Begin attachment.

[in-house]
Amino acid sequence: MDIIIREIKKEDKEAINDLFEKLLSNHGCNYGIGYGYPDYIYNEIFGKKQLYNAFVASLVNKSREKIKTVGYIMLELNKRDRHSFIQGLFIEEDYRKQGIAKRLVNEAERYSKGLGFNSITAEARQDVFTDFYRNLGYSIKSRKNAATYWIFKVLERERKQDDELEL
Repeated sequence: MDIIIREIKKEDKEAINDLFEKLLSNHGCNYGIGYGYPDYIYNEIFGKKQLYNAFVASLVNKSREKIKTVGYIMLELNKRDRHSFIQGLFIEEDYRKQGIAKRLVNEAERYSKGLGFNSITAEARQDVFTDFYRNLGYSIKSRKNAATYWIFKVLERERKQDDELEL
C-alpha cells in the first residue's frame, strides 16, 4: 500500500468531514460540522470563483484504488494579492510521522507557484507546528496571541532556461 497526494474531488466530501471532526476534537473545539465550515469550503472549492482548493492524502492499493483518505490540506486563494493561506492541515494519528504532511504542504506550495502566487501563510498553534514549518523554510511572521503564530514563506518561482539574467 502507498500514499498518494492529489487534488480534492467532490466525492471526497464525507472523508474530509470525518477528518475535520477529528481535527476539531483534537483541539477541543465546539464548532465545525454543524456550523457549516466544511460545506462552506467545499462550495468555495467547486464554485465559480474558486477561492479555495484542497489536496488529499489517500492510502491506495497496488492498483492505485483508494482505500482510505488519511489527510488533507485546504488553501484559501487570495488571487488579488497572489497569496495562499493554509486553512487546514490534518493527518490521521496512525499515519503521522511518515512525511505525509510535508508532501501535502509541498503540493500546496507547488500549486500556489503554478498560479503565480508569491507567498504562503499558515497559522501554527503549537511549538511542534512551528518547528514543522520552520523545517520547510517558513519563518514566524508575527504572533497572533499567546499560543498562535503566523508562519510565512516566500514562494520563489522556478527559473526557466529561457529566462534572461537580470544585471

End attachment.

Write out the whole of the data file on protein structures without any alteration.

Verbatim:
[in-house]
Amino acid sequence: MDIIIREIKKEDKEAINDLFEKLLSNHGCNYGIGYGYPDYIYNEIFGKKQLYNAFVASLVNKSREKIKTVGYIMLELNKRDRHSFIQGLFIEEDYRKQGIAKRLVNEAERYSKGLGFNSITAEARQDVFTDFYRNLGYSIKSRKNAATYWIFKVLERERKQDDELEL
Repeated sequence: MDIIIREIKKEDKEAINDLFEKLLSNHGCNYGIGYGYPDYIYNEIFGKKQLYNAFVASLVNKSREKIKTVGYIMLELNKRDRHSFIQGLFIEEDYRKQGIAKRLVNEAERYSKGLGFNSITAEARQDVFTDFYRNLGYSIKSRKNAATYWIFKVLERERKQDDELEL
C-alpha cells in the first residue's frame, strides 16, 4: 500500500468531514460540522470563483484504488494579492510521522507557484507546528496571541532556461 497526494474531488466530501471532526476534537473545539465550515469550503472549492482548493492524502492499493483518505490540506486563494493561506492541515494519528504532511504542504506550495502566487501563510498553534514549518523554510511572521503564530514563506518561482539574467 502507498500514499498518494492529489487534488480534492467532490466525492471526497464525507472523508474530509470525518477528518475535520477529528481535527476539531483534537483541539477541543465546539464548532465545525454543524456550523457549516466544511460545506462552506467545499462550495468555495467547486464554485465559480474558486477561492479555495484542497489536496488529499489517500492510502491506495497496488492498483492505485483508494482505500482510505488519511489527510488533507485546504488553501484559501487570495488571487488579488497572489497569496495562499493554509486553512487546514490534518493527518490521521496512525499515519503521522511518515512525511505525509510535508508532501501535502509541498503540493500546496507547488500549486500556489503554478498560479503565480508569491507567498504562503499558515497559522501554527503549537511549538511542534512551528518547528514543522520552520523545517520547510517558513519563518514566524508575527504572533497572533499567546499560543498562535503566523508562519510565512516566500514562494520563489522556478527559473526557466529561457529566462534572461537580470544585471